(2)
where *δ* is a minor variation of the atomic hardness coefficient values, *a*_{A} and *b*_{A} are parameters for the A atom isoclectronic series, the parameters *a* and *b* are different for different atoms and them were obtained for a few atoms in the Letter [1], their exact value depends on the total number of points in the fitting and they are most reliable for the first three rows in the periodic table [13, 14]. The deformation function, *ε*_{A}(*x*), is given by [1]
(3)
where is the initial velocity of the particle A^{+δ}, and *ζ*_{A} is an undetermined parameter. The Bessel functions *I*_{n}(*x*) and *K*_{n}(*x*) are defined in Ref. [15–17] therefore
(4)
taking into account the above functions, the potential energy is defined as
(5)
the derivation of , and is analogous to .
(6) (7) (8)

An energy formula for the reaction Eq (1) is given (9)

In most cases atoms will be unstable on their own and they have to bond with others and exchange charge for stability [18]. The energy of a system of homonuclear diatomic molecules depends on the exchange charge between them and the potential energy minimum occurs at *ζ* = *ζ*_{0}. The stable atoms are found to obey the equation of state given by [1]
(10)

In the isoelectronic series like this, in which the neutral atom is isoelectronic with each of the following ions, the hydrogen-like series has more accurate fitting parameters of ionization energy. (11)

This value(2.60182179) can then be used in all subsequent calculations. When the atom is in a different environment, the deformation parameters and the hardness coefficient should be changed [19, 20]. Using Eq (11), it is easy to get the equations of state of different atoms, so that the parameters *ζ*_{A} and *ζ*_{B} can be given by
(12) (13)
Then, combine Eqs (12), (13) and (9), eliminate *ζ*_{A} and *ζ*_{B}. In this case, the problem is to find the solution of an equation with a variable *x* and a minor variation values *δ* of the atomic hardness coefficient.
(14)

### 2. The equation of the Cassini oval

The initial velocity, and , in Eq (14) can be determined by the Cassini oval model below.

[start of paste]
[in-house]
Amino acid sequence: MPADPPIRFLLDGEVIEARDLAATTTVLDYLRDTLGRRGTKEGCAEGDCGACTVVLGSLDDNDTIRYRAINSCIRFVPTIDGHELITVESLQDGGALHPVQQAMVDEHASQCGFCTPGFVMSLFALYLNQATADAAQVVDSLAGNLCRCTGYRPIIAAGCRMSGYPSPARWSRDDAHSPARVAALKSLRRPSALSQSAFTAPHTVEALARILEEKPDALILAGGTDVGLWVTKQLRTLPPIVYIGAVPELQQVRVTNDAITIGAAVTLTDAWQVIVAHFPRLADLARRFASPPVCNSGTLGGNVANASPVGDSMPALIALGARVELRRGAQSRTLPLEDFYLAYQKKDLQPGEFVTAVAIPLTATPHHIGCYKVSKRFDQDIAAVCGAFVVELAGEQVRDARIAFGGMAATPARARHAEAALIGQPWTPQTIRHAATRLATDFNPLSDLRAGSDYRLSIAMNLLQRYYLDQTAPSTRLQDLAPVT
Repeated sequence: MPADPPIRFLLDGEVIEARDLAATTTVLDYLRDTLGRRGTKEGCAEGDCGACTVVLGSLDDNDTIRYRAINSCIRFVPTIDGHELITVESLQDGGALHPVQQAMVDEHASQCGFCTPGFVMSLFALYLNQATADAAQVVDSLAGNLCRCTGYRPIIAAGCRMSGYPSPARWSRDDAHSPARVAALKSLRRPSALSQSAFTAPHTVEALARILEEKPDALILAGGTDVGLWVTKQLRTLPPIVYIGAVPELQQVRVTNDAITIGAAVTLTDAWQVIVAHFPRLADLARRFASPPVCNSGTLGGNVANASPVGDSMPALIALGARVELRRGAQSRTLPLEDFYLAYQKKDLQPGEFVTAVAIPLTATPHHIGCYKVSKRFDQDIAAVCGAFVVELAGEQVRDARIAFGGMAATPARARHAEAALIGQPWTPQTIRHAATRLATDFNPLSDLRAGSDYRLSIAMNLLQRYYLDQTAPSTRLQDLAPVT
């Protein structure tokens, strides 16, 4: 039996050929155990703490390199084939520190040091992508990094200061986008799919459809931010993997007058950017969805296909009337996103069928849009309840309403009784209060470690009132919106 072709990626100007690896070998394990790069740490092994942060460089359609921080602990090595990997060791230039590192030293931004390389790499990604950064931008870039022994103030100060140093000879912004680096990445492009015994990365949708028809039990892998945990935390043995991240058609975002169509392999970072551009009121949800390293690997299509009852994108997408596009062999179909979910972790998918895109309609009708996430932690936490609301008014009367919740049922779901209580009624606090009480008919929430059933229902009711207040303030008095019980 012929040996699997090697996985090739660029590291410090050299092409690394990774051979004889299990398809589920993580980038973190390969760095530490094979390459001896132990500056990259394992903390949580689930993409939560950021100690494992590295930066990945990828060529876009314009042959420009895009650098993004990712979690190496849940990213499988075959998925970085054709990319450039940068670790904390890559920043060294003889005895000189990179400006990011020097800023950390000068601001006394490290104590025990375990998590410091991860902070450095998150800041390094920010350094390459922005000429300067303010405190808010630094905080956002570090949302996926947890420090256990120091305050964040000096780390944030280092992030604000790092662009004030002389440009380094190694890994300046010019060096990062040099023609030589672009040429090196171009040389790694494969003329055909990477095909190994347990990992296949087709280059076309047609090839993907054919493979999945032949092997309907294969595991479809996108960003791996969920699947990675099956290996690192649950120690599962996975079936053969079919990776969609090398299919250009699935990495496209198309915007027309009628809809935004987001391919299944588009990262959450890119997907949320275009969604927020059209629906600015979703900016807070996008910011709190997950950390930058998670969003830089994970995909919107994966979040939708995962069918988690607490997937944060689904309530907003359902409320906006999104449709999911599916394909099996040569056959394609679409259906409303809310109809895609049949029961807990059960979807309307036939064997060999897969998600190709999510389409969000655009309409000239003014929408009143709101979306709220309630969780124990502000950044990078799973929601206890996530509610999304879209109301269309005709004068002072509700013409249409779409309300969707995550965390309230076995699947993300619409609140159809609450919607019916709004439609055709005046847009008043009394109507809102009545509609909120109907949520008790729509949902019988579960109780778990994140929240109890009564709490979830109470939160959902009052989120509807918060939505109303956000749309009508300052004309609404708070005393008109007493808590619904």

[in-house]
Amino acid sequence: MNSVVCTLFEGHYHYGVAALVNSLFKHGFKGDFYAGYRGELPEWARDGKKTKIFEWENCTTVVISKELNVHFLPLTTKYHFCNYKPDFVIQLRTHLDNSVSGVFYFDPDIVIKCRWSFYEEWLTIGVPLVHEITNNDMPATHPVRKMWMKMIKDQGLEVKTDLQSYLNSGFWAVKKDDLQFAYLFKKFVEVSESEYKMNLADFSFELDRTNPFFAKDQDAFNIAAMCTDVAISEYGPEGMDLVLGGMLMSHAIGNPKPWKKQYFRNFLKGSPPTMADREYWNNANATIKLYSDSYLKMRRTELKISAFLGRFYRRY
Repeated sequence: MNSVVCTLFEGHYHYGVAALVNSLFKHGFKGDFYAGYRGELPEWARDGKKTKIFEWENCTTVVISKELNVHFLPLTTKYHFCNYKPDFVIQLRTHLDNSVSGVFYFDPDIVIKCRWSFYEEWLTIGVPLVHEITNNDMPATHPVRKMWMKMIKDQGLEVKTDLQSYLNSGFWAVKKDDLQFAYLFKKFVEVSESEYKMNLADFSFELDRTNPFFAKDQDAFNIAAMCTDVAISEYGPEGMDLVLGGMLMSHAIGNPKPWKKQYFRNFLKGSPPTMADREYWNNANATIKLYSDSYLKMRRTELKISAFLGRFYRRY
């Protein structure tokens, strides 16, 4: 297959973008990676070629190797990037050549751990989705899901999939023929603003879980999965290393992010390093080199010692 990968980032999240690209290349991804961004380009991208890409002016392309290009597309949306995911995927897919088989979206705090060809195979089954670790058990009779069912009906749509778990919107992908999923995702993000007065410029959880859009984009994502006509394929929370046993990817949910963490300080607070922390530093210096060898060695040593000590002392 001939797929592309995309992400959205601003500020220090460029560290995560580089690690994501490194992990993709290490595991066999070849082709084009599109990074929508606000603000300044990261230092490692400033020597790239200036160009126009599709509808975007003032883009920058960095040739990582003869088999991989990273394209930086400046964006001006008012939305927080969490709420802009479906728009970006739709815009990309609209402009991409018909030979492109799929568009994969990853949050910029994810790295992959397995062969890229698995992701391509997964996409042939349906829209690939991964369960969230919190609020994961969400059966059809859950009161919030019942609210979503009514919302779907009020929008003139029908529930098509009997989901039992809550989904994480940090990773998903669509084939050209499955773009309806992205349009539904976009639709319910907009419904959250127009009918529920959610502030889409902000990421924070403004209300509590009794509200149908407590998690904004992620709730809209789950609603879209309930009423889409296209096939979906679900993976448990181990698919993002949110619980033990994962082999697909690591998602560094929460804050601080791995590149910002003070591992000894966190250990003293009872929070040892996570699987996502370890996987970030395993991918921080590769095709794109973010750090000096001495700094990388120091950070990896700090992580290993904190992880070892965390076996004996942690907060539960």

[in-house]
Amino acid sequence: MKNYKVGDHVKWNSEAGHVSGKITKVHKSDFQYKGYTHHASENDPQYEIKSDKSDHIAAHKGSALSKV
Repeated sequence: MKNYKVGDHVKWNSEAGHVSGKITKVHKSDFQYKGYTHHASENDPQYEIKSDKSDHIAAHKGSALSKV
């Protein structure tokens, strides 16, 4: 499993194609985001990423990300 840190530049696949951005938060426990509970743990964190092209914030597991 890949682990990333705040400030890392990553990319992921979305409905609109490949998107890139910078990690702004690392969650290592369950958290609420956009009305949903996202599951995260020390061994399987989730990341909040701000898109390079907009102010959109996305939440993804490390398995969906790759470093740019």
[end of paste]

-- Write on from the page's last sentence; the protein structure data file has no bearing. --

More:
In homonuclear diatomic molecules, the initial reaction velocity depends on the ground state electron configuration of the atom and an empirical formula [1] is proposed to estimate the *υ*_{0} (15)
where
(16)
and
(17)Γ() is the Gamma function, *N* is the principal quantum numbers, *ℓ* is the azimuthal quantum numbers, *d* are unpaired electrons of the ground state electron outside the nucleus and *V* are empty slots in it’s valence electron orbits.

In heteronuclear diatomic molecules, the initial velocity of an atomic particle is related not only to the structure of electrons that an atom possesses but also to the hardness and shape of atoms. The initial velocity of the atomic particle can be expressed as
(18) (19)
where *α* and *β* are state variables of molecules, and are the initial velocity of deformation of the atoms A and B in homonuclear diatomic molecules, respetively. The Cassini ovals are defined by the equation
(20)
where *R*_{1} and *R*_{2} denote the ranges *F*_{1} to *P* and *P* to *F*_{2} respectively as in Fig 1. In the Cartesian plane, the origin is represented by an ordered pair (0, 0), then the foci will have the coordinates and , the Cassini ovals have the following equation
(21)

The top half of a Cassini oval has the equation (22)

The Cassini shape depends on the state variables *α* and *β*, the shape factor Φ is defined as
(23)
where H is a local minimum (or maximum) value of the Eq (22) at .

Choosing an appropriate value of Φ, a series of *β* values corresponding to *α* values can be obtained from the Eq (22).

### 2.3. State function

After determining the initial velocity, and in Eq (14), *δ* and the potential energy can be given by a graphical method [1]. Analyzing large amount of data originating from this model, it is found that the state function of the molecule can be expressed by the following equation
(24)
Plotting *ψ* against *α*, and the graph is a parabola that opens upward, the vertex occurs at the lowest point on the graph. It is necessary to make the graph have a vertical axis of symmetry by adjusting the model parameters, the equation for the axis of symmetry is the *α*-value of the vertex coordinates and the parameters should be most accurately calculated so as to maximize the precision of the model.